Welch’s creation, however, didn’t put an end to either the Black Pels nor Welch’s connection to his former team. Entrepreneur A.L. Moss took over the Black Pelicans name as president of a whole new squad under that moniker — rights to the Black Pels name changed hands numerous times over the decades — by Welch and his Travelers continued to travel in the Pelicans bus from 1930.

The name Welsh’s Travelers was apparently bestowed upon Winfield’s 1931 aggregation by Earl Wright, sports editor of the Louisiana Weekly newspaper. The aggregation was led by a robust pitching rotation, paced by Boguille, “Iron Man” Moseley, “Black Diamond” Pipkin and our old friend “Iron Claw” Populus.

The Travelers quickly became one of the elite African-American barnstorming squads in the NOLA region, beginning with, ironically, a trip to Bogalusa, the site of an ugly confrontation with an allegedly “dirty” Bogalusan squad and a local, racist police officer.

After that 1930 contest, Welch indignantly declared, “We will be experiencing zero weather in July and August before I take a baseball team or any other aggregation to play against one representing Bogalusa in that town again.”

Welch’s umbrage with that troubling affair apparently didn’t last long, though — his Welsh’s Travelers began the 1931 campaign with an early April trip to … Bogalusa. The NOLA clan ended up splitting the resulting two-game series, dropping the first tilt 15-3 when the local squad, according to Wright, “knocked the cover off the ball” on hapless Travelers hurler Dickie Mathews over five innings.

Wright added that the Bogalusan “big bats did overtime duty and the Tigers shelled [Mathews] from the hill …” Travelers fireman “Squatter” Benjamin came in and stopped the bleeding, but it was too late.

The second contest, turned out to be a flip from the first one, with Welch’s clan turning the tables for a 12-8 triumph behind the batting prowess of Labat, going 6-for-6. A player named Muse starred in the field for the NOLA aggregation. Wrote Wright:

“Monday found ‘Red’ Boguille holding down Bogalusa and Welsh’s hirelings whanging the agate at a merry clip. They won this game, 12-8, and knocked Payton out of the box and worked on Laurent, something awful.”

“Whanging the agate at a merry clip.” Gorgeous early 1930s sportswriter prose. 🙂

But, most important, Welch found this jaunt to Bogalusa much more pleasant than the previous year. Scribbled Wright:

“The visiting team from New Orleans was well satisfied with the treatment accorded to it in Bogalusa.”

The Travelers’ performance up through that point seemed to impressed officials with the Texas-Louisiana Baseball League, who welcomed Welch’s squad into the fold in late April. The Travelers opened league play with a massively successful trip to Port Arthur, Texas, where they swept the locals in a three-game series.

From there, it was on to northeast Louisiana to face the Monroe Monarchs, a burgeoning Southern powerhouse. The Travelers didn’t fare very well, however, going 1-2 against the home squad. Boguille secured the visiting clan’s only triumph in the series.


The historical marker noting the location of the Monroe Monarchs’ famed Casino Park, where Winfield Welch’s teams would have played when they visited Monroe.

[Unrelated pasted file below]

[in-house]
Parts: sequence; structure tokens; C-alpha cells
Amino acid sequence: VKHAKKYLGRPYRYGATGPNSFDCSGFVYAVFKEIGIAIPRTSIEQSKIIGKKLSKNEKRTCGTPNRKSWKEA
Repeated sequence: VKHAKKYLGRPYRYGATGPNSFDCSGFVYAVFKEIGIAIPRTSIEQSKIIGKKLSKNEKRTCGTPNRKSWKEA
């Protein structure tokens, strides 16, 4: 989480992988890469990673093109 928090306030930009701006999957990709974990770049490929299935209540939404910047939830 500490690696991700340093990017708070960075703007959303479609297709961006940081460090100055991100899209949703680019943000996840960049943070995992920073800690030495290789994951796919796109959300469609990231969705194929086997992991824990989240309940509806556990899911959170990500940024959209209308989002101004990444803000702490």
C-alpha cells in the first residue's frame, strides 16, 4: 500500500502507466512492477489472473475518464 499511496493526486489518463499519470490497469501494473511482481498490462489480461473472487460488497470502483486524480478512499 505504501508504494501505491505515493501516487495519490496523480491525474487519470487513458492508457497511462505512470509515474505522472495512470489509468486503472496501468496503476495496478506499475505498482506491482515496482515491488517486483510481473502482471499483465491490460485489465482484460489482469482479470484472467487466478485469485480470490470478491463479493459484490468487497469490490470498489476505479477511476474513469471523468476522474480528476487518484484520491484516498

A month later, the Travelers rebounded by taking two of three from the Dallas Black Giants on the road, then again journeyed to Monroe to square off against the tough Monarchs, who had become something of a farm team for the big-time Kansas City Monarchs.

Welch’s bunch had better luck on this trip to northeast Louisiana, beating the host squad 4-3 in the first game of a twin bill and staying knotted at 0-0 in the second, rain-shortened clash.

The Louisiana Weekly contended that “Welsh’s Travelers [were] continuing their brilliant playing,” thanks partially to the influx of “five college men from various Southern institutions. They play fast baseball and when couple with the older heads … form a formidable nine.”

In late July, the Travelers took a 5-4 decision from the Corpus Christi Big Hits when Iron Claw Populus relieved his brother, Adam, the team’s starting twirler who got shelled early and often. The Claw plugged the leaks and guided his squad to the triumph.

Early August brought this result, reported the Weekly, which also had apparently renamed the squad yet again:

“‘Lucky’ Welsh’s Black Pelicans went a long way toward squaring the count with the Natchez Giants, or Coca-Colas as they’re known in some sections of Mississippi, by taking a pair of the three-game series played with the invaders Saturday and Sunday in Heineman Park.

“The two victories made up for for the pair the Pels dropped to the Giants in Natchez last week …”

Winning hurlers for the NOLA bunch were Iron Claw and “Lefty” Degree, while hard-luck Adam Populus took the only loss of the three-game set.

The following week, Welch’s squad engaged a local NOLA sandlot team, the Melpomene White Sox, in what turned out to be a contest divided into two distinct halves. The Sox maintained a somewhat surprising 5-3 lead into the seventh frame, but then the rechristened Black Pelicans went on an overwhelming hitting spree to cap off a 17-5 victory in the first game of a doubleheader despite a pair of controversial calls by the umpires.

The second contest … What can be said about the second contest other than, “Wow!” Twenty-two runs in two innings. That’s how badly the Welshmen spanked the hapless Sox. And that, apparently, is all they needed, because a Melpomene pitching change plugged the Pels up after the merciless barrage. Reported the Weekly: